Doing the hard stuff


I not only write erotica, but read it as well. I like to see how other writers approach the challenges inherent in the form. People like Maxim Jakubowski do a wonderful job of elevating erotica to the level that I would love to see more of it at. The stories of his that I’ve read whet my appetite for good literature with very erotic content. It inspires me to work harder, doing the hard stuff.

In every genre there are writers who manage to elevate the writing without losing readers. In reading them, the real difference between what they do and what others do is they take on the responsibility of doing the hard stuff. They don’t stop with good stories, but  strive for masterful work. That means examining scenes to see that they convey texture as well as graphic sex, that they capture and convey emotions and passions, doubts and uncertainties. The things that make stories about humans complex and interesting.

That takes time, and not all readers appreciate it. The bulk of the erotica I come across is not particularly well written, and perhaps that makes it porn rather than erotica. That there is so much of that doesn’t mean it is what readers want, but it does mean that readers will tend to expect that, and letting them know that you are doing something else, that you are struggling to do the hard stuff, is difficult. If you market it as erotica, then these are its bed mates along with the exceptional ones.

Ultimately, I suspect it doesn’t matter a great deal what the writer calls his or her fiction, but how the reader views it. The point of writing is, after all, to communicate. Not to impress. Just communicate. In my erotica I assume that the reader wants a bit of a sexual fantasy. Still, when we publish it, or our publisher puts it out there, we are obligated to fill in the metadata to help the reader find the book. And of course the writer of an erotic book wants potential readers to know that it is erotic. That means either categorizing it as fiction>erotica or putting it in some other category and tagging it with tags related to erotica.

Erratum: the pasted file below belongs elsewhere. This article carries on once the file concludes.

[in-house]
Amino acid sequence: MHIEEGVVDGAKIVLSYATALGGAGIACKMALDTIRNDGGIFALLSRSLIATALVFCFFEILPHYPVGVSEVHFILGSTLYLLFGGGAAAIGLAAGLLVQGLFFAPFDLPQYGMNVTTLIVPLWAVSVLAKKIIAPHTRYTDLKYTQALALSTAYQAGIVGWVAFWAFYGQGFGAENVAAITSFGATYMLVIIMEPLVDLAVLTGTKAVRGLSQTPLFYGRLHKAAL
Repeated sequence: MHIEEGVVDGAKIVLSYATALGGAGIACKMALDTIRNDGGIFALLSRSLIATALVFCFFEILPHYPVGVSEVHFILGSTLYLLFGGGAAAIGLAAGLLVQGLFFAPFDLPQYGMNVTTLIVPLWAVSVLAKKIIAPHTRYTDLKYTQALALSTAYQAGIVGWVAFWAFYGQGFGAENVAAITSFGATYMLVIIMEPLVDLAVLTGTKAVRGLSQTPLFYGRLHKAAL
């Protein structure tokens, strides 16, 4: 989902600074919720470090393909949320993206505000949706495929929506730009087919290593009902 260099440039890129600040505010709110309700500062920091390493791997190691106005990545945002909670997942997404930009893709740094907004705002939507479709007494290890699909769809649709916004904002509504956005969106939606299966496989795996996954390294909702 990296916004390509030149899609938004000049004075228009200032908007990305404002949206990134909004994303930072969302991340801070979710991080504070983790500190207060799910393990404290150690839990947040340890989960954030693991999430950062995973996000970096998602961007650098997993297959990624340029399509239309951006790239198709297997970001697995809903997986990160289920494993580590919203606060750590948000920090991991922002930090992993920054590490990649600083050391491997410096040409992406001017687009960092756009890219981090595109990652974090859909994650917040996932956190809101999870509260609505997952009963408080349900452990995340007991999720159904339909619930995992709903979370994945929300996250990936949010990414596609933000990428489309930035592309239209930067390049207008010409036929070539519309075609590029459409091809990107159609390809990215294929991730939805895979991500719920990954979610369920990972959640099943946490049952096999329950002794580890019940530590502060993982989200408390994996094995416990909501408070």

I haven’t a clue what the best approach is.

I am finishing a novel about female boxers that is clearly erotic and I have a publisher in mind for it that has already published me. That one I will simply call erotica and hope that it gets attention from its subject matter that turns into an appreciation for my style of writing (leading readers to my other books and stories).

Meantime, there is another kind of novel that I want to write. It will be erotic, but it is richer in its storytelling than that genre label implies. There is much of an erotic nature, but that results from the characters more than the storyline (perhaps that is the distinction I am looking for!) If I do the hard stuff well, if I lavish the appropriate amount of time and attention on it, it will be diminished by putting it a genre classification, especially erotica. So perhaps it will just be a novel that is literary, mainstream, or something else. And so the boundaries blur.

If I do the hard things, seriously tackle the difficult writing, and if I do it well, perhaps I create more problems for myself than solutions. Still, that is my job, improving my writing, becoming better at communicating.

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